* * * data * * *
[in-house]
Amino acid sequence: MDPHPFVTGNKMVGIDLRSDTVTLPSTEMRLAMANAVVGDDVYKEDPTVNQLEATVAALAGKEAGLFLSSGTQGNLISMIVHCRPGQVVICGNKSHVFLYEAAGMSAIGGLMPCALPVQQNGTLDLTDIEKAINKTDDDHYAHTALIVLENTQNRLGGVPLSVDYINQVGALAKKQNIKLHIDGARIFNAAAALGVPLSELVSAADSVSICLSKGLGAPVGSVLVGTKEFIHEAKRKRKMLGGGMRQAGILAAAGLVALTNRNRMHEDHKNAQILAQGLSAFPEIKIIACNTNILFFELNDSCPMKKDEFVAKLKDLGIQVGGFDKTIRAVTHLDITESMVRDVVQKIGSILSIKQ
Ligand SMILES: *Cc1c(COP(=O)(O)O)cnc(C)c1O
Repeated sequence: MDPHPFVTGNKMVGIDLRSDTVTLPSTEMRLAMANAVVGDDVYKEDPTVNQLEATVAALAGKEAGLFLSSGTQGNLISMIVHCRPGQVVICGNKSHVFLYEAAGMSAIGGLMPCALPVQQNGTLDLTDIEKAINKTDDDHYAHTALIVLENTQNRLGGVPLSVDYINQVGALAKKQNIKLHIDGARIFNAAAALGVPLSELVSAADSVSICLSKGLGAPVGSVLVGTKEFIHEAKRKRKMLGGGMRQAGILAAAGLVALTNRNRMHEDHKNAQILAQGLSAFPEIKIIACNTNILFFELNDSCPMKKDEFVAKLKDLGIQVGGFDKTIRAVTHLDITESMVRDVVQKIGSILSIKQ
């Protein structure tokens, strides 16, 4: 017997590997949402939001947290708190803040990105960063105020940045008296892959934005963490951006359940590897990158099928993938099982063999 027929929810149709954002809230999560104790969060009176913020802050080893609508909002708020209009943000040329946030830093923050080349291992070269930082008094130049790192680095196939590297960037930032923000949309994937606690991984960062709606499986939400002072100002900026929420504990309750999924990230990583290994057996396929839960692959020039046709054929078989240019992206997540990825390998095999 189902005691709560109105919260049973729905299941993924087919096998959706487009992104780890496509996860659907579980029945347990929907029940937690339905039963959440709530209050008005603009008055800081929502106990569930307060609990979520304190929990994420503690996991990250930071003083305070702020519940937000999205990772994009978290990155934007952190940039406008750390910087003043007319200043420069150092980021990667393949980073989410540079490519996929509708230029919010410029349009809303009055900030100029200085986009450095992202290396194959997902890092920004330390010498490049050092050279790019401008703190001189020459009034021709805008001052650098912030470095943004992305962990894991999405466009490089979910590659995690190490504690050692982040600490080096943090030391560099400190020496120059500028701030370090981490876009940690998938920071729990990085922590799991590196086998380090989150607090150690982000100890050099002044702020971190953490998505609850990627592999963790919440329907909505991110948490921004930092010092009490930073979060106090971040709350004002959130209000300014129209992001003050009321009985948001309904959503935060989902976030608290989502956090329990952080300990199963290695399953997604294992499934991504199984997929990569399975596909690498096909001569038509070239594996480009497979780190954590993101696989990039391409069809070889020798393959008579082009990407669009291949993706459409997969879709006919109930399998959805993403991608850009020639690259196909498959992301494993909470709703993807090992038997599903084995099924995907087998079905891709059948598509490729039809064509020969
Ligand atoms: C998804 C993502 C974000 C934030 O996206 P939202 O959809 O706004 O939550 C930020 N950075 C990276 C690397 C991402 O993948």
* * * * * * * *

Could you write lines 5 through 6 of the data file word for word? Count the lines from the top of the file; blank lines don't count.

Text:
């Protein structure tokens, strides 16, 4: 017997590997949402939001947290708190803040990105960063105020940045008296892959934005963490951006359940590897990158099928993938099982063999 027929929810149709954002809230999560104790969060009176913020802050080893609508909002708020209009943000040329946030830093923050080349291992070269930082008094130049790192680095196939590297960037930032923000949309994937606690991984960062709606499986939400002072100002900026929420504990309750999924990230990583290994057996396929839960692959020039046709054929078989240019992206997540990825390998095999 189902005691709560109105919260049973729905299941993924087919096998959706487009992104780890496509996860659907579980029945347990929907029940937690339905039963959440709530209050008005603009008055800081929502106990569930307060609990979520304190929990994420503690996991990250930071003083305070702020519940937000999205990772994009978290990155934007952190940039406008750390910087003043007319200043420069150092980021990667393949980073989410540079490519996929509708230029919010410029349009809303009055900030100029200085986009450095992202290396194959997902890092920004330390010498490049050092050279790019401008703190001189020459009034021709805008001052650098912030470095943004992305962990894991999405466009490089979910590659995690190490504690050692982040600490080096943090030391560099400190020496120059500028701030370090981490876009940690998938920071729990990085922590799991590196086998380090989150607090150690982000100890050099002044702020971190953490998505609850990627592999963790919440329907909505991110948490921004930092010092009490930073979060106090971040709350004002959130209000300014129209992001003050009321009985948001309904959503935060989902976030608290989502956090329990952080300990199963290695399953997604294992499934991504199984997929990569399975596909690498096909001569038509070239594996480009497979780190954590993101696989990039391409069809070889020798393959008579082009990407669009291949993706459409997969879709006919109930399998959805993403991608850009020639690259196909498959992301494993909470709703993807090992038997599903084995099924995907087998079905891709059948598509490729039809064509020969
Ligand atoms: C998804 C993502 C974000 C934030 O996206 P939202 O959809 O706004 O939550 C930020 N950075 C990276 C690397 C991402 O993948």